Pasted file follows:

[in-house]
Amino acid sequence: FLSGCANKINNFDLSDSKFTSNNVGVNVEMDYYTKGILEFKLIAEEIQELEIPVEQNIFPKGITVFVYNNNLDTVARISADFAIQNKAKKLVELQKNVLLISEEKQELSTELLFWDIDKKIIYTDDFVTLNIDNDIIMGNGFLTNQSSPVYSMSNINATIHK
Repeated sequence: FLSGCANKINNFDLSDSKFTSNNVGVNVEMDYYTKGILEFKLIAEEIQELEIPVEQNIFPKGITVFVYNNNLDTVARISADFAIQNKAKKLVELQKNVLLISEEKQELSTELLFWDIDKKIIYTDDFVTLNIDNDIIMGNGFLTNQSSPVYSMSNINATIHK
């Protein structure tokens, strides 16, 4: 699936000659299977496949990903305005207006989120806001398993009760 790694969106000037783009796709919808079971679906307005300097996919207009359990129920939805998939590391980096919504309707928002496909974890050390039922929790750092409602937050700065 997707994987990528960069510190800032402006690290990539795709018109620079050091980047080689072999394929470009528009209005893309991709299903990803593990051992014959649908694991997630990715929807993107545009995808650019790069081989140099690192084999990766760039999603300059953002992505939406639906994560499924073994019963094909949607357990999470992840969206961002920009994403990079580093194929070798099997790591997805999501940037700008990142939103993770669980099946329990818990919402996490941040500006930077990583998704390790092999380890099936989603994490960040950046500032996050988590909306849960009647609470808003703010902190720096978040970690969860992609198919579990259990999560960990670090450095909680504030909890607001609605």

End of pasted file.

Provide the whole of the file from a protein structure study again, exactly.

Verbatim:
[in-house]
Amino acid sequence: FLSGCANKINNFDLSDSKFTSNNVGVNVEMDYYTKGILEFKLIAEEIQELEIPVEQNIFPKGITVFVYNNNLDTVARISADFAIQNKAKKLVELQKNVLLISEEKQELSTELLFWDIDKKIIYTDDFVTLNIDNDIIMGNGFLTNQSSPVYSMSNINATIHK
Repeated sequence: FLSGCANKINNFDLSDSKFTSNNVGVNVEMDYYTKGILEFKLIAEEIQELEIPVEQNIFPKGITVFVYNNNLDTVARISADFAIQNKAKKLVELQKNVLLISEEKQELSTELLFWDIDKKIIYTDDFVTLNIDNDIIMGNGFLTNQSSPVYSMSNINATIHK
């Protein structure tokens, strides 16, 4: 699936000659299977496949990903305005207006989120806001398993009760 790694969106000037783009796709919808079971679906307005300097996919207009359990129920939805998939590391980096919504309707928002496909974890050390039922929790750092409602937050700065 997707994987990528960069510190800032402006690290990539795709018109620079050091980047080689072999394929470009528009209005893309991709299903990803593990051992014959649908694991997630990715929807993107545009995808650019790069081989140099690192084999990766760039999603300059953002992505939406639906994560499924073994019963094909949607357990999470992840969206961002920009994403990079580093194929070798099997790591997805999501940037700008990142939103993770669980099946329990818990919402996490941040500006930077990583998704390790092999380890099936989603994490960040950046500032996050988590909306849960009647609470808003703010902190720096978040970690969860992609198919579990259990999560960990670090450095909680504030909890607001609605």